The This is Not Art (TiNA) Festival is, despite what the name would suggest, almost definitely about art. Well, the misunderstood, the non-mainstream, and the emerging arts, anyway.
TiNA, a five day emerging arts festival held in Newcastle every year, is a showcase of a smorgasbord of creative pursuits. Comprised of a number of smaller festivals – Crack Theatre Festival (theatre arts), Critical Animals (creative research), Electrofringe (electronic arts), Sound Summit (independent music), and the National Young Writers’ Festival (as the name suggests, writing) – TiNA operates buffet style. Audiences can travel from panel to workshop, from gallery to performance, partaking of tidbits from any of the smaller festivals. Best of all, almost every show throughout TiNA is free. This festival is for Struggling Artists, after all.
TiNA is spread out throughout Newcastle, utilizing many of the abandoned buildings in the city. They range between big and creaking, or small and cozy. They are dimly lit by fairy lights (for poetry readings) or neon-bright (for improv theatre performances). The ceilings are decorated with chandeliers made from kitchen utensils, or festooned with strips of vintage fabric in place of traditional streamers. The rooms and performance spaces help make Newcastle one big art gallery.
Throughout the festival I attended mostly panels and workshops organized by the National Young Writers’ Festival branch, though I also attended many of the outrageous performances put on by the Crack Theatre Festival. The great thing about TiNA is that anyone with even a vague inclination towards the arts should be able to find something that will engage them.
The highlights of Friday included Women of Letters, a reading celebrating the art of letter writing. The reading was co-curated by Michaela McGuire and Marieke Hardy, and featured a number of writers reading out letters they had written to “the photo they wished had never been taken.” To the audience’s delight, a montage of clips from her youthful acting career accompanied Melbourne writer Marieke Hardy’s letter reading. The audience was encouraged to participate, and were given pre-stamped postcards to write to anyone they wanted. (My housemate should be receiving her letter any day, now.)
Friday evening saw a performance of Good Clean Fun (which while certainly fun, wasn’t necessarily good nor clean in the morally pure sense of the word), by performing troupe The Caravan of Doom. The show saw a series of short skits about celebrity culture, followed by feats of athleticism and daring. Bodies were contorted and lifted to dizzying heights over terrifyingly hard wooden floorboards. One gentleman managed to stand on a carton of eggs – and the audience member who questioned whether the eggs were real, was forced to smash two against his forehead. (They were real.) The show finished with the performers competing to see which of them could french kiss the greatest number of audience members (yours truly was one such, ahem, victim), before encouraging a room-wide dance-off to the Pixies’ Where Is My Mind?.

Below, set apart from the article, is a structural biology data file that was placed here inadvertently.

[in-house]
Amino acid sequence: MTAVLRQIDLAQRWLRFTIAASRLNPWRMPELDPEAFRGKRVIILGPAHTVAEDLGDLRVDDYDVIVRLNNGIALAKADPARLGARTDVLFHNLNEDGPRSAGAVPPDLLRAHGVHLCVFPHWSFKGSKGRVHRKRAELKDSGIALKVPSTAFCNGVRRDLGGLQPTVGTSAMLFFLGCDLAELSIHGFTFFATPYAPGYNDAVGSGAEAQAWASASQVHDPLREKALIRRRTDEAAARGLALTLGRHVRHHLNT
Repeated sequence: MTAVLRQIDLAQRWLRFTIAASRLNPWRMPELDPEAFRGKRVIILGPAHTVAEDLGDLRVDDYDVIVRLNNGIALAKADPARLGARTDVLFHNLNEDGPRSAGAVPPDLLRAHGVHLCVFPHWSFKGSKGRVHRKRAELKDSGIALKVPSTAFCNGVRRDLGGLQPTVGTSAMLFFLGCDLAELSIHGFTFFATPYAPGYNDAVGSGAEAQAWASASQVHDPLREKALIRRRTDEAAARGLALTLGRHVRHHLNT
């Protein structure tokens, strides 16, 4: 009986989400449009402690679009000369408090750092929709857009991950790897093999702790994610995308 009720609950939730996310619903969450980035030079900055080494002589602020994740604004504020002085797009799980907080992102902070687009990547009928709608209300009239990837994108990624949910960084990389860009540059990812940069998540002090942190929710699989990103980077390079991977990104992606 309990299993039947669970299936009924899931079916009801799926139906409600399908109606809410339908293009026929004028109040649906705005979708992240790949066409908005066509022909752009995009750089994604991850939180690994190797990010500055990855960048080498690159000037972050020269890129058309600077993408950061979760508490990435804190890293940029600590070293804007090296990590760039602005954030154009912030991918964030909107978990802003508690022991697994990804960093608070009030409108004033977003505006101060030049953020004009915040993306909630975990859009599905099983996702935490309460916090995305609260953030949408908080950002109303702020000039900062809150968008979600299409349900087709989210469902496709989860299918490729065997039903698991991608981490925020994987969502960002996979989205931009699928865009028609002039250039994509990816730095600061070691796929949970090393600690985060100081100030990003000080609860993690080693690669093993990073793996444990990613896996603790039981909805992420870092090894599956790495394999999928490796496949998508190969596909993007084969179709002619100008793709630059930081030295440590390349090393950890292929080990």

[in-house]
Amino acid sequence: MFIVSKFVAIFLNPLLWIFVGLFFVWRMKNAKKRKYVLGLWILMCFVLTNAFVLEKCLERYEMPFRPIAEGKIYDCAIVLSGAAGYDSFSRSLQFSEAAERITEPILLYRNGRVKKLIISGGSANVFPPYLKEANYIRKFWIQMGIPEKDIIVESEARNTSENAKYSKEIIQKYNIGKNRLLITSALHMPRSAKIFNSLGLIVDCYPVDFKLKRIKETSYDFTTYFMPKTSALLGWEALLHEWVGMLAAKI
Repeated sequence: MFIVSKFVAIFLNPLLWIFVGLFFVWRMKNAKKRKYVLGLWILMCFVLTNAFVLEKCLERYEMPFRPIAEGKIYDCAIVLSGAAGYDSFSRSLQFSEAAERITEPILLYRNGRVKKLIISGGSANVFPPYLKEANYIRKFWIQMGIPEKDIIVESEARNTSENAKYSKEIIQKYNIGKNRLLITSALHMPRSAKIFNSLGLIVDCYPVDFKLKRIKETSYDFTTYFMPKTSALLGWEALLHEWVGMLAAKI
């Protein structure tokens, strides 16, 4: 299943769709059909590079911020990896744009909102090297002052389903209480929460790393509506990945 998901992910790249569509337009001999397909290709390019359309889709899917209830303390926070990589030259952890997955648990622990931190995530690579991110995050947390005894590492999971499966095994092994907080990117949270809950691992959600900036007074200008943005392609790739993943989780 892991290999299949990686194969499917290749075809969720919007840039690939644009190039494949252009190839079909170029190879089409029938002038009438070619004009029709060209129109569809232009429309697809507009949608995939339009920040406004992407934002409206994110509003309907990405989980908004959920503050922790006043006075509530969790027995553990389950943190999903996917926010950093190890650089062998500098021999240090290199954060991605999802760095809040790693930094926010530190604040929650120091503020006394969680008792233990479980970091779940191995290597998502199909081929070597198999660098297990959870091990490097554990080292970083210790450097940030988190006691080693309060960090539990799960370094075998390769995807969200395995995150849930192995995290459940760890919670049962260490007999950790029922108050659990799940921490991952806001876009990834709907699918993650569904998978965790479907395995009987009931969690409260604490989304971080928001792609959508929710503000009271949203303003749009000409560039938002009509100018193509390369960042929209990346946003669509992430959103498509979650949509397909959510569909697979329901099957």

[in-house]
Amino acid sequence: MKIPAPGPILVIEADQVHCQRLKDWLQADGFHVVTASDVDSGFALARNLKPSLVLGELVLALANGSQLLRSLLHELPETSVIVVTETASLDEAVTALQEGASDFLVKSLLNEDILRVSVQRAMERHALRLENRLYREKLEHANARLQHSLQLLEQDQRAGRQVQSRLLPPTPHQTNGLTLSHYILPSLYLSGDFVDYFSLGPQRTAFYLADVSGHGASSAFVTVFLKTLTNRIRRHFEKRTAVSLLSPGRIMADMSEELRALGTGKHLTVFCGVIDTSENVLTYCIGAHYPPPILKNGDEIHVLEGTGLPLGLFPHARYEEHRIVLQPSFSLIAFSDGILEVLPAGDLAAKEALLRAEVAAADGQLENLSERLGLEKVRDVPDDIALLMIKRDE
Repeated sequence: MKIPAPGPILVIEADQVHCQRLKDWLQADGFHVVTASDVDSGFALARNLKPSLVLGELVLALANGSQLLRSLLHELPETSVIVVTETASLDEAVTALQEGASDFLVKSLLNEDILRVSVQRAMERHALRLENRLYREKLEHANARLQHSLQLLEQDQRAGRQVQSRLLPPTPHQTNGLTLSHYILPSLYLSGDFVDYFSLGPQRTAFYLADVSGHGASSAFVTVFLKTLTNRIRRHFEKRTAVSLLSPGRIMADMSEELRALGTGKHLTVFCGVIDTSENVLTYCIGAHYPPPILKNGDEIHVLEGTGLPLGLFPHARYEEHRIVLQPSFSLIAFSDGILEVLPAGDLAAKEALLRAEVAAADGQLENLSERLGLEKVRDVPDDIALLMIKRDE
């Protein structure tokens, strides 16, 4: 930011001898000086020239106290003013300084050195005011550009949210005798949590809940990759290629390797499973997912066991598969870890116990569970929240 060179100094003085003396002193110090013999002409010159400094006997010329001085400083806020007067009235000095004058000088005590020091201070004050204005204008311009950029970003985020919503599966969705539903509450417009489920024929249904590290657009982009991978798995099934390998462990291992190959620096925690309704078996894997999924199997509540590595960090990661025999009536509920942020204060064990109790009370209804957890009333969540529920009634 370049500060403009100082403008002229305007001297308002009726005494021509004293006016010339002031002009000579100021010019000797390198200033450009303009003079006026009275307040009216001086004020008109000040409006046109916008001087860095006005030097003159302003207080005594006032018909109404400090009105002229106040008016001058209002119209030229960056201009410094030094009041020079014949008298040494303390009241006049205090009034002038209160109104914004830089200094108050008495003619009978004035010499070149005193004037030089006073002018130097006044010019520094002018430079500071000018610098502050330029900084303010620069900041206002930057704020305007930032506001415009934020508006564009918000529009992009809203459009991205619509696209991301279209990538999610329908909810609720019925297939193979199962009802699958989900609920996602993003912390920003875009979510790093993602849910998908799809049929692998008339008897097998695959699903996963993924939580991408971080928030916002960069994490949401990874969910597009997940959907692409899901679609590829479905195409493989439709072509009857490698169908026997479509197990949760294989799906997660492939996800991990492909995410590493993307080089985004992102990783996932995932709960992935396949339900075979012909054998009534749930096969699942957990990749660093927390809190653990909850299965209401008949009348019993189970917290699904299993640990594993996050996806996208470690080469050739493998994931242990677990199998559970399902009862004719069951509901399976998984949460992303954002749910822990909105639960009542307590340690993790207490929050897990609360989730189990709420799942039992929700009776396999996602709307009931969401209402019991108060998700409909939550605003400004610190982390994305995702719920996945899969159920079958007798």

Saturday was off to a slightly more demoralizing start, with a panel titled Speak To My Agent, which basically consisted of a discussion about how difficult it is to get published. The speakers came from a number of fields – Ryan Paine (ex-editor of Voiceworks), Caro Cooper (editor for Text Publishing and writer for Frankie), Steph Bowe (young published author), Stuart Glover (academic and Founding Director of Brisbane Writers Festival) and Louise Thurtell (publisher from Allen and Unwin) – and all brought an interesting perspective, backed by a lot of experience.
Saturday night saw the National Young Writer’s Festival hosting an American Gothic themed ball, and the pundits and punters alike dressed in costume and danced to thematically-appropriate music. Sunday morning was spent browsing the zine fair component of TiNA. Zines are small, cut-and-paste photocopied magazines, made by creative types about their favoruite things. Zine fairs provide an opportunity for makers to swap and buy each other wares, and share their little packages of creative goodness with the broader community. Among the smaller zines were also tables selling some of Australia’s independent literary journals, such as Kill Your Darlings, The Lifted Brow, Eve’s Harvest and Voiceworks.
A number of exciting events fought for supremacy on Sunday night. These included a spelling bee, during which one contestant was defeated during the first round for misspelling ‘possess’ (a deceptively simple word); and a Year Twelve Party, a social event organised by the Crack Theatre team, which blended the lines between audience and performer, set to a great soundtrack of uber-pop classics.
One of the most prevalent themes of the festival – demonstrated by speakers on panels, and by the people thronging the streets – was the idea of doing what you love; whether it is writing or singing stripping off your kit in confronting theatre skits, or critically analyzing the people getting their kit off. The people who participate in TiNA are passionate about they do. They may live in a state of perpetual poverty, they may never achieve fame or fortune, and they may have to bear the jibes that come with being a ‘misunderstood artist’ for the rest of their career. But that’s the point.
TiNA is not about art. Or at least, it’s not entirely about art. TiNA is about (and it seems a shame to close a piece about the alternative and emerging arts with such a clichéd line, but sometimes clichés say it all) a way of life.
For more information on This Is Not Art (TiNA), visit: http://thisisnotart.org/
For more information on the National Youth Writers’ Festival (NYWF), visit: http://www.youngwritersfestival.org/